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Keystone XL Passes Another Hurdle
TransCanada Corp. applied more than five years ago for a federal permit to build the 1,700-mile Keystone XL pipeline across the U.S. in order to link Canada’s tar sands in Alberta with refineries along the coast of Texas and Louisiana.
President Barack Obama has continued to delay any decision, claiming that he must first determine whether or not the project would negatively impact on the environment.
On Jan. 31, the U.S. State Department released the results of another study that has shown that the overall environmental impact of the Keystone pipeline would be minimal, removing one major hurdle for TransCanada and meaning that only one more remains.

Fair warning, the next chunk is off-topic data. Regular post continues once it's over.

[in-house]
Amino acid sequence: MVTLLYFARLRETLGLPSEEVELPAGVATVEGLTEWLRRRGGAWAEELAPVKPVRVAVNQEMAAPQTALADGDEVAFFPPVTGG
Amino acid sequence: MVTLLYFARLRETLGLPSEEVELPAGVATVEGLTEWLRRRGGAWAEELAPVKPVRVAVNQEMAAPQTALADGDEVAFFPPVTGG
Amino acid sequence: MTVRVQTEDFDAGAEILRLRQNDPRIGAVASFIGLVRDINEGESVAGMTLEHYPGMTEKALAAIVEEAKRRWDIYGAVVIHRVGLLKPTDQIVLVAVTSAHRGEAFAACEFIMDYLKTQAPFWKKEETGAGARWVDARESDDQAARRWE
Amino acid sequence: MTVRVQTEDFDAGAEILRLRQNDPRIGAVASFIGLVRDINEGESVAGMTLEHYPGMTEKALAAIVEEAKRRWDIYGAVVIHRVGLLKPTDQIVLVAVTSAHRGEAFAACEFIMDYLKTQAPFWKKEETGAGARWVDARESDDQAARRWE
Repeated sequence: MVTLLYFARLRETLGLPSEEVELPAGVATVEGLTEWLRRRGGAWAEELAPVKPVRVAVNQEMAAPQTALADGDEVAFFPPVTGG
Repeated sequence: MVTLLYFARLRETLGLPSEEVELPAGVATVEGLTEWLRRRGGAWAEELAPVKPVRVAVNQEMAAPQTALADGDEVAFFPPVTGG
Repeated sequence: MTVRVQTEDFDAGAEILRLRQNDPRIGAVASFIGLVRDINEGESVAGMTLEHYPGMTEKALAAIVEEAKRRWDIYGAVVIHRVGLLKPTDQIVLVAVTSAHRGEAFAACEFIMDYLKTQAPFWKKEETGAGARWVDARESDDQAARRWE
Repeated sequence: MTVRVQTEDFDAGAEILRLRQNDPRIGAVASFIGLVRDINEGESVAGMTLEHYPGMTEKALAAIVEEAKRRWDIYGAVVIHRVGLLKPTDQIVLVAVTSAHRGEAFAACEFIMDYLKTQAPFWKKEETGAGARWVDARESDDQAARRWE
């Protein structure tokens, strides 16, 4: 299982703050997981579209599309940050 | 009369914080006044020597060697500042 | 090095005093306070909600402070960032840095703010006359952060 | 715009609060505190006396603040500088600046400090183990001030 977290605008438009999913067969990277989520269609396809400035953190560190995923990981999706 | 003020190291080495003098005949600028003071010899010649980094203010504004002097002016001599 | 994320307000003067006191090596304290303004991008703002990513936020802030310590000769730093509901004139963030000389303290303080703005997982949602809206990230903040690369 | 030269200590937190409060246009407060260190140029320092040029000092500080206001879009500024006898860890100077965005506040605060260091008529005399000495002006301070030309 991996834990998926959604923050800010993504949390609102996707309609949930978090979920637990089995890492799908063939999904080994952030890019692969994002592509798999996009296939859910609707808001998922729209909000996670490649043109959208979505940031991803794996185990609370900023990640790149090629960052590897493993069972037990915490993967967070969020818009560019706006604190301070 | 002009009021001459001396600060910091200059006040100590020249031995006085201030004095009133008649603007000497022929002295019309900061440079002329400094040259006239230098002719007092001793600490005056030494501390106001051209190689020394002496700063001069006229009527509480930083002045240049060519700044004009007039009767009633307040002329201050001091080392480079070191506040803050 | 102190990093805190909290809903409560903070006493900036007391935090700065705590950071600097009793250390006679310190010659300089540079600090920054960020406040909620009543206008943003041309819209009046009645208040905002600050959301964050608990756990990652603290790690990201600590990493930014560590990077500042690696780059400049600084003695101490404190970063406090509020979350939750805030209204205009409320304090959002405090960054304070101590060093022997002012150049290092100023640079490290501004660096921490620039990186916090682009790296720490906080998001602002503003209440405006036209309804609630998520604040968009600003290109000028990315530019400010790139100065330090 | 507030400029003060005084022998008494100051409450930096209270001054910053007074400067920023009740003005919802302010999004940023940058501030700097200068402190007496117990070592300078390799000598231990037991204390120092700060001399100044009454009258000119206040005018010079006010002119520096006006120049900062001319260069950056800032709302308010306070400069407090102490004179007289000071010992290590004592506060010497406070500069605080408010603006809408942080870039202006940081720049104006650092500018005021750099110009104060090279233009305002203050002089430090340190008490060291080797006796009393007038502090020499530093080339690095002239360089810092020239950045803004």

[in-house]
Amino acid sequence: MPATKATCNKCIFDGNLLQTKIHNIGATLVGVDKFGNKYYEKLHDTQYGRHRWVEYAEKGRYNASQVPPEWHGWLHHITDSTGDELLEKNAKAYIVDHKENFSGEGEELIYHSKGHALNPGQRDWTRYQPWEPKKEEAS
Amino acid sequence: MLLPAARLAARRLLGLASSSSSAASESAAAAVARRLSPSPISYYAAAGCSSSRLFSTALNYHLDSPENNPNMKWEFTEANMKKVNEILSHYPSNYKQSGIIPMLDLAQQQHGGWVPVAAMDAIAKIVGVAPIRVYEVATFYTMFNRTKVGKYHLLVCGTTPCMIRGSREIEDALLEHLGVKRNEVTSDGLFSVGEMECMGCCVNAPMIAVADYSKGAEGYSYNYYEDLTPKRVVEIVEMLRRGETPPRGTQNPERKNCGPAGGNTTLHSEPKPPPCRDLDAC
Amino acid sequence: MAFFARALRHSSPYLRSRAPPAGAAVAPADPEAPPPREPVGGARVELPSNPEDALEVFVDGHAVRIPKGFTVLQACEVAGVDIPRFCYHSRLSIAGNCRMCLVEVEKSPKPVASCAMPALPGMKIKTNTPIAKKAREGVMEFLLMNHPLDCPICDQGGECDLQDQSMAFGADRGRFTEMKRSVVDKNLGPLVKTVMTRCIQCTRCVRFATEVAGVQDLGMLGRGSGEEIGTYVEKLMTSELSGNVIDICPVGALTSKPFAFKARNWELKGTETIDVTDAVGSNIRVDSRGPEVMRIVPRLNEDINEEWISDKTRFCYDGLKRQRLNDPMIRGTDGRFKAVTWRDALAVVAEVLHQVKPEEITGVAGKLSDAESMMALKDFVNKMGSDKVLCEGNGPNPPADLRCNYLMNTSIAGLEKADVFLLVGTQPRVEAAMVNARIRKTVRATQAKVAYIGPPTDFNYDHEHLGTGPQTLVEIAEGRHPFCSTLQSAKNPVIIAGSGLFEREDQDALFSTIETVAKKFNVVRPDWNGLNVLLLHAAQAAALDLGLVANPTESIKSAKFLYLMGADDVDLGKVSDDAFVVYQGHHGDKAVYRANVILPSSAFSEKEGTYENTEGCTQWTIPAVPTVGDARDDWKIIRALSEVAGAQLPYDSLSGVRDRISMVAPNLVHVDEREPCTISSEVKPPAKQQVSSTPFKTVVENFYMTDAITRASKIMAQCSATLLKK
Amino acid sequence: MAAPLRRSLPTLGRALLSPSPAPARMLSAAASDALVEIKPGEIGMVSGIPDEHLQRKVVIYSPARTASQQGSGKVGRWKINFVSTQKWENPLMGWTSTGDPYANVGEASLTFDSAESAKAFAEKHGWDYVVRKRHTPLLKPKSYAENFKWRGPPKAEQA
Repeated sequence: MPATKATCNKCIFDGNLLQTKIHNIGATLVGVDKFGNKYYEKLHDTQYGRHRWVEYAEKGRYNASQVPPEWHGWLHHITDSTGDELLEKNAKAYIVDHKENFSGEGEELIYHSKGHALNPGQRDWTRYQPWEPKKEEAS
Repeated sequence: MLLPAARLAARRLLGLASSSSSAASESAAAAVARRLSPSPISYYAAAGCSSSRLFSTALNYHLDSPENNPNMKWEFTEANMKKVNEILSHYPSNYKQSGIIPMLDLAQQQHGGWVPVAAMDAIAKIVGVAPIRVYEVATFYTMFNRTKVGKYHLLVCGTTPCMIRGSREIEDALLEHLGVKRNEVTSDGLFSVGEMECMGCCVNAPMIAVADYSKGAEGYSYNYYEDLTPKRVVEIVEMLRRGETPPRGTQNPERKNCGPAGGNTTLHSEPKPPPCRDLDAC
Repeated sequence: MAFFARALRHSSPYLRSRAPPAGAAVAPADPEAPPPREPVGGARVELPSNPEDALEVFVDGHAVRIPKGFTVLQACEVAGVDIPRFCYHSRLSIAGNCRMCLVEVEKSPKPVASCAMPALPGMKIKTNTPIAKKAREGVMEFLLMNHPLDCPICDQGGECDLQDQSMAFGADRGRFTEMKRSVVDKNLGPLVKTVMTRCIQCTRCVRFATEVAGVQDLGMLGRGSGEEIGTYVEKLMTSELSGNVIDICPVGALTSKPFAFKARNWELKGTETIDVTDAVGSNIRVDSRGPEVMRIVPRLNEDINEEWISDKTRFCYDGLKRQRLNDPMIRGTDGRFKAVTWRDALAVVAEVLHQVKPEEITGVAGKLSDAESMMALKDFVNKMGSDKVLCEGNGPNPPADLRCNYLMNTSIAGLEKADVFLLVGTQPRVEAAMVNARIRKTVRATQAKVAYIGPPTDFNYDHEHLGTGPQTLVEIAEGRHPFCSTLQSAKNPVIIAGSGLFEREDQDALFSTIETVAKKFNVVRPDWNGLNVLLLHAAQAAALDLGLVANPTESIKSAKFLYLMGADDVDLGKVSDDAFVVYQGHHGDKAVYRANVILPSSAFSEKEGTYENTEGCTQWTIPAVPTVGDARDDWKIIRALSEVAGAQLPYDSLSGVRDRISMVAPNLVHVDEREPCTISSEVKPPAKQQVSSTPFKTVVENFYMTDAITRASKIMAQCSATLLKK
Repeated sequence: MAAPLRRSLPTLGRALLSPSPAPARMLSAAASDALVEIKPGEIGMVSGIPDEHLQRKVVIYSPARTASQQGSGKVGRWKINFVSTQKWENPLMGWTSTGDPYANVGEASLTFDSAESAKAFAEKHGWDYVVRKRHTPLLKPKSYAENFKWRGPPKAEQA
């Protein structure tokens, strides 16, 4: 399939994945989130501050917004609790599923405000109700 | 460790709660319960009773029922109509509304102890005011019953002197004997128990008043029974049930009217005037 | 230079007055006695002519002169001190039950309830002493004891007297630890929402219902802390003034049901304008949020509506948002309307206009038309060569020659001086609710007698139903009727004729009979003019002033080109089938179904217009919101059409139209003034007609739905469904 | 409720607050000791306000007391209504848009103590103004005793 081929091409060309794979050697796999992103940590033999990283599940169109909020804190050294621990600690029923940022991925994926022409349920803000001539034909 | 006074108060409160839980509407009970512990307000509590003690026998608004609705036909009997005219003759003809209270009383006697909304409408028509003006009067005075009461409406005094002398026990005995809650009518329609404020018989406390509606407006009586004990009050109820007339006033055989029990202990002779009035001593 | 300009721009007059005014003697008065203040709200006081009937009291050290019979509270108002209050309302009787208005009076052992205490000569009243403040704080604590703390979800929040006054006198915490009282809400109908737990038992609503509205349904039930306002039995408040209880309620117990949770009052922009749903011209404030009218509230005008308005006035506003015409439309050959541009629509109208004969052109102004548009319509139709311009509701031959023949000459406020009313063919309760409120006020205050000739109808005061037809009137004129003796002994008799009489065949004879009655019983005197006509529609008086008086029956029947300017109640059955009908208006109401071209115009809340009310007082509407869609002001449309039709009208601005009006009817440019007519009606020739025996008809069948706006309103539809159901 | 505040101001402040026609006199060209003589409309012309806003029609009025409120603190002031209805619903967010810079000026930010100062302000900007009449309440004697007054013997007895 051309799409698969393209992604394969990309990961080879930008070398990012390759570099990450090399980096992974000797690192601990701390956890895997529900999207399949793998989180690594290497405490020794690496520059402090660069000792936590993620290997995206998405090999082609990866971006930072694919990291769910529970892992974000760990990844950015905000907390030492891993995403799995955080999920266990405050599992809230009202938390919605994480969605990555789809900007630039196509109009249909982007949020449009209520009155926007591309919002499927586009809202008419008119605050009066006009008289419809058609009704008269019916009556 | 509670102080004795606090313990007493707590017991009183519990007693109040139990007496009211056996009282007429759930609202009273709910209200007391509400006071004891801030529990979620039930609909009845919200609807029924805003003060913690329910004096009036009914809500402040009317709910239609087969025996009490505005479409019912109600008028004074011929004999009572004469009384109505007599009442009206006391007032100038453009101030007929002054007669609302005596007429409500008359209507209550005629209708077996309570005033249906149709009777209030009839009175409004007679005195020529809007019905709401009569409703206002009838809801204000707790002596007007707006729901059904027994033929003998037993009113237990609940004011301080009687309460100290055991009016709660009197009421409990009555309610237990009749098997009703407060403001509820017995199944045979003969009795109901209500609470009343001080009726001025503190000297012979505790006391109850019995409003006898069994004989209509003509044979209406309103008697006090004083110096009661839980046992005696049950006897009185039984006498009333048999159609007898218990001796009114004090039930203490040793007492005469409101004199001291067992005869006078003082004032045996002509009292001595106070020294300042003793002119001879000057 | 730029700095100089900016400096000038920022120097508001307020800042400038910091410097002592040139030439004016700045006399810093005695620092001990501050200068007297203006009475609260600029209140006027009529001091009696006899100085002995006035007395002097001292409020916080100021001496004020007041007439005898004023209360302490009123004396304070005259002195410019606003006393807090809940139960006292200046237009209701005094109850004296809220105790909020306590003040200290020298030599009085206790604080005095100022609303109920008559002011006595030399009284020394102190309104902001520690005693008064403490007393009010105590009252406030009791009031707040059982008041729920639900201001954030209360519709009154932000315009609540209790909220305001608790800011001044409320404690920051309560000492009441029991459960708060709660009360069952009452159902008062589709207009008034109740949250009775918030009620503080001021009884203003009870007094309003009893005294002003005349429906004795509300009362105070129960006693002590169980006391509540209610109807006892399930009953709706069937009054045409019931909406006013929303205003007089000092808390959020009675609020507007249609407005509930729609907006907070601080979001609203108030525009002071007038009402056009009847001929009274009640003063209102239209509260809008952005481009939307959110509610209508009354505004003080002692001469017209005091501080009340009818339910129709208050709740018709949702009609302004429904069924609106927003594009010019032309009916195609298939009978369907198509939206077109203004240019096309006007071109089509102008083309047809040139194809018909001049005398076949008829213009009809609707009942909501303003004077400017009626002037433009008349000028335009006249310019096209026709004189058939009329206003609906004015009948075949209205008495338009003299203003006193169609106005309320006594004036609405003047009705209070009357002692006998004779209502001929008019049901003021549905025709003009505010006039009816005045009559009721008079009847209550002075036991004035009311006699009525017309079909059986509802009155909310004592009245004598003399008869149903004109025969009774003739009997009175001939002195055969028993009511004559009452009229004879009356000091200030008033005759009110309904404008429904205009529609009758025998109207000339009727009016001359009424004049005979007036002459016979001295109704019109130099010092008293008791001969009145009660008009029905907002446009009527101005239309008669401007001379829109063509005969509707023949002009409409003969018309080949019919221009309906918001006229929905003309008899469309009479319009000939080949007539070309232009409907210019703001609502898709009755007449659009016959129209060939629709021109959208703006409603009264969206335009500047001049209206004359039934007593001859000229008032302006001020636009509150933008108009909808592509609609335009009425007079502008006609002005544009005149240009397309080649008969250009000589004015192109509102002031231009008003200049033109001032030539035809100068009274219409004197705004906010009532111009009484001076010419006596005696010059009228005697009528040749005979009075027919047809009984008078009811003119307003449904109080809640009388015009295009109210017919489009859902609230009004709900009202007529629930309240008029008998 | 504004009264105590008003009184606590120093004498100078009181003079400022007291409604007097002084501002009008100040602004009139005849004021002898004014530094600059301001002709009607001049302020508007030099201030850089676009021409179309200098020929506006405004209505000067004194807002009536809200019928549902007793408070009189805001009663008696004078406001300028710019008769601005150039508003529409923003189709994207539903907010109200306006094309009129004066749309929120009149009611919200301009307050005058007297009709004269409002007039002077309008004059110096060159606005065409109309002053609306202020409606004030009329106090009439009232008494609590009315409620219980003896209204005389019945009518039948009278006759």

President Obama had always stated that he would not grant a permit if the project would have a negative effect on climate change, yet this recent study has concluded that the oil sands would be developed regardless of the fate of the pipeline. Now the only thing that must be determined is whether or not it is in the national interests of the United States, and that means weighing up factors such as the country’s energy needs and diplomatic relations with Canada.